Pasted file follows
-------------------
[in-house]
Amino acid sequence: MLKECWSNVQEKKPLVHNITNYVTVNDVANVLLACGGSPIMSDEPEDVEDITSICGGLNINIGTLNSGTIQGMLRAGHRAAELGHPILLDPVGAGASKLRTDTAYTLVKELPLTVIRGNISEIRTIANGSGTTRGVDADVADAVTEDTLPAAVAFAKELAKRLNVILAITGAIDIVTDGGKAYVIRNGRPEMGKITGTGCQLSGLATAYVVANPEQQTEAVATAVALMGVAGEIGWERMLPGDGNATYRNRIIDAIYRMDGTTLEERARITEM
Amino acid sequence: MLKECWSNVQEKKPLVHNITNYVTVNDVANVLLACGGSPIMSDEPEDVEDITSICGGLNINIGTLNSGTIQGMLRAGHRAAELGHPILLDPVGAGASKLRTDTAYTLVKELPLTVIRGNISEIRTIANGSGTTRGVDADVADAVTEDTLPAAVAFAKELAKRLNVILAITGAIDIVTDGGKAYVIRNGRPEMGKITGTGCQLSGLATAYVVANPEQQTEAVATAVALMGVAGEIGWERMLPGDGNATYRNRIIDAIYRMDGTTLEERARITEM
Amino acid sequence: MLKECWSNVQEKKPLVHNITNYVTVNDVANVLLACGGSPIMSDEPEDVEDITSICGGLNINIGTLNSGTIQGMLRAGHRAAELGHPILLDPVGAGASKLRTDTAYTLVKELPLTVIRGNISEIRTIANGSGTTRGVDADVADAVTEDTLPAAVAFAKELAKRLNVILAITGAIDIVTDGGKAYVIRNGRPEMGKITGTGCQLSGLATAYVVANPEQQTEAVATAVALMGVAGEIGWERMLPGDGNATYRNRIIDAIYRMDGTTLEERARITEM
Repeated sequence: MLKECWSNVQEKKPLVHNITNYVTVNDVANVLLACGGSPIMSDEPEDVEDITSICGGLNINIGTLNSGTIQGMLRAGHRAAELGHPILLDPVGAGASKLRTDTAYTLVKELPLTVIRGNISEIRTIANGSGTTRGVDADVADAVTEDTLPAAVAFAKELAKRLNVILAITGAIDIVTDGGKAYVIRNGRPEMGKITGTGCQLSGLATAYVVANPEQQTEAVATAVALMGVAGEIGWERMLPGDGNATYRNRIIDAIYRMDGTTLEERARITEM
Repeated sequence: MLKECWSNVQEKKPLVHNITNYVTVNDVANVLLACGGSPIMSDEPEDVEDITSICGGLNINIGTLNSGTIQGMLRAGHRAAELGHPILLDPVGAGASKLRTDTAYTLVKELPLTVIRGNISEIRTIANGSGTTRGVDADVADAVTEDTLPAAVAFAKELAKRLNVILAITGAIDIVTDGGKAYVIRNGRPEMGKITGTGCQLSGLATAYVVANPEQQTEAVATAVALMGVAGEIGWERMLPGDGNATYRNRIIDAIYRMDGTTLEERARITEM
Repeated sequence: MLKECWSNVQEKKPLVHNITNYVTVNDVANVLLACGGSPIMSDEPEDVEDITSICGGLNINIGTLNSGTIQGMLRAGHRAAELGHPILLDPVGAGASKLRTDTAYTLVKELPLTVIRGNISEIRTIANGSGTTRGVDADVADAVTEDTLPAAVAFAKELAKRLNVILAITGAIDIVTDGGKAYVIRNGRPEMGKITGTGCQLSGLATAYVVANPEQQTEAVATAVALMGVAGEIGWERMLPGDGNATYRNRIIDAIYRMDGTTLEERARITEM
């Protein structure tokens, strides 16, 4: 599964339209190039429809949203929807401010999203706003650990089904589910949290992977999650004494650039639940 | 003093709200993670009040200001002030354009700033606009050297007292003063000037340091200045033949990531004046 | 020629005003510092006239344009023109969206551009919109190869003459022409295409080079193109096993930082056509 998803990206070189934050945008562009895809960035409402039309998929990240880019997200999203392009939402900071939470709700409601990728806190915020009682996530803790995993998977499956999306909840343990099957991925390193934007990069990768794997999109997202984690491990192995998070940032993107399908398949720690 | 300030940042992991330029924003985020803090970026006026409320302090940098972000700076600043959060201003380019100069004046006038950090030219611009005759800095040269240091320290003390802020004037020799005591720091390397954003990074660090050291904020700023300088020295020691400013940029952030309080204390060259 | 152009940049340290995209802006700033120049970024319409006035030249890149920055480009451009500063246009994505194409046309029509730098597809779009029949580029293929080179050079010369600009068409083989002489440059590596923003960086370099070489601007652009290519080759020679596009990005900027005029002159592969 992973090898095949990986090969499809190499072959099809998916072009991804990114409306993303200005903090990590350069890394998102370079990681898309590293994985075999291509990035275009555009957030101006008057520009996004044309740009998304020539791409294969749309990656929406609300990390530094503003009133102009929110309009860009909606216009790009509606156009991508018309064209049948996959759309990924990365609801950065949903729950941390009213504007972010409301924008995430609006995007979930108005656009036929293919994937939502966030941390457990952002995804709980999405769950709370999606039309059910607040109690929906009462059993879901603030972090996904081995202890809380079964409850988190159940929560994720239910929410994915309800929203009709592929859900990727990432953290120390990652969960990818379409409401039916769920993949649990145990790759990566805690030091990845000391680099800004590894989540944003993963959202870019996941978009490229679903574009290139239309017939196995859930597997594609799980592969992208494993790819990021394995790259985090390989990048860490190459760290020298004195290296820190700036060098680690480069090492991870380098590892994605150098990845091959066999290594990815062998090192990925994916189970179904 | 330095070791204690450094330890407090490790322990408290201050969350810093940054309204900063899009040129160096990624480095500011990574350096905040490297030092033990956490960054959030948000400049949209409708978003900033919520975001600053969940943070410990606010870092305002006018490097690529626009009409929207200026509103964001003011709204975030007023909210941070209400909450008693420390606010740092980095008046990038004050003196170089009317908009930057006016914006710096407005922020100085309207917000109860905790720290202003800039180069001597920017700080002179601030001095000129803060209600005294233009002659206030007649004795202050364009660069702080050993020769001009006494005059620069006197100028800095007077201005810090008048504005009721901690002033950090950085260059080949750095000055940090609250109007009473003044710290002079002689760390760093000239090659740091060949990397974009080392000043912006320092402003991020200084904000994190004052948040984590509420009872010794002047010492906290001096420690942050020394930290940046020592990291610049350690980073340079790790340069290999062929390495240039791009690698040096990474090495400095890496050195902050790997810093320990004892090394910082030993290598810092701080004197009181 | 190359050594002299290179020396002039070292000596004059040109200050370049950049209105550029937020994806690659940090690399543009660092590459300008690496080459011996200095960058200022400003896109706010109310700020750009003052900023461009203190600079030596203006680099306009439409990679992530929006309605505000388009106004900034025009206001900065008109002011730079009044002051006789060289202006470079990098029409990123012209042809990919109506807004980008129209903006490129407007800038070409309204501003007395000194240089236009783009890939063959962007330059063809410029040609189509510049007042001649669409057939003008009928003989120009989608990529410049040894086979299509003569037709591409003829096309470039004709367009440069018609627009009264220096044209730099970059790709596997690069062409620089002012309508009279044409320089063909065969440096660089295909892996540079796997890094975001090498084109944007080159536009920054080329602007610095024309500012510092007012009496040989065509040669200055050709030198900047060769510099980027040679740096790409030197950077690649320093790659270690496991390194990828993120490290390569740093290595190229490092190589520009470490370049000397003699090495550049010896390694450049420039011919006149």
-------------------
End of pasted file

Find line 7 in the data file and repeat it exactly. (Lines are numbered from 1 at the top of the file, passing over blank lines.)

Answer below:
Repeated sequence: MLKECWSNVQEKKPLVHNITNYVTVNDVANVLLACGGSPIMSDEPEDVEDITSICGGLNINIGTLNSGTIQGMLRAGHRAAELGHPILLDPVGAGASKLRTDTAYTLVKELPLTVIRGNISEIRTIANGSGTTRGVDADVADAVTEDTLPAAVAFAKELAKRLNVILAITGAIDIVTDGGKAYVIRNGRPEMGKITGTGCQLSGLATAYVVANPEQQTEAVATAVALMGVAGEIGWERMLPGDGNATYRNRIIDAIYRMDGTTLEERARITEM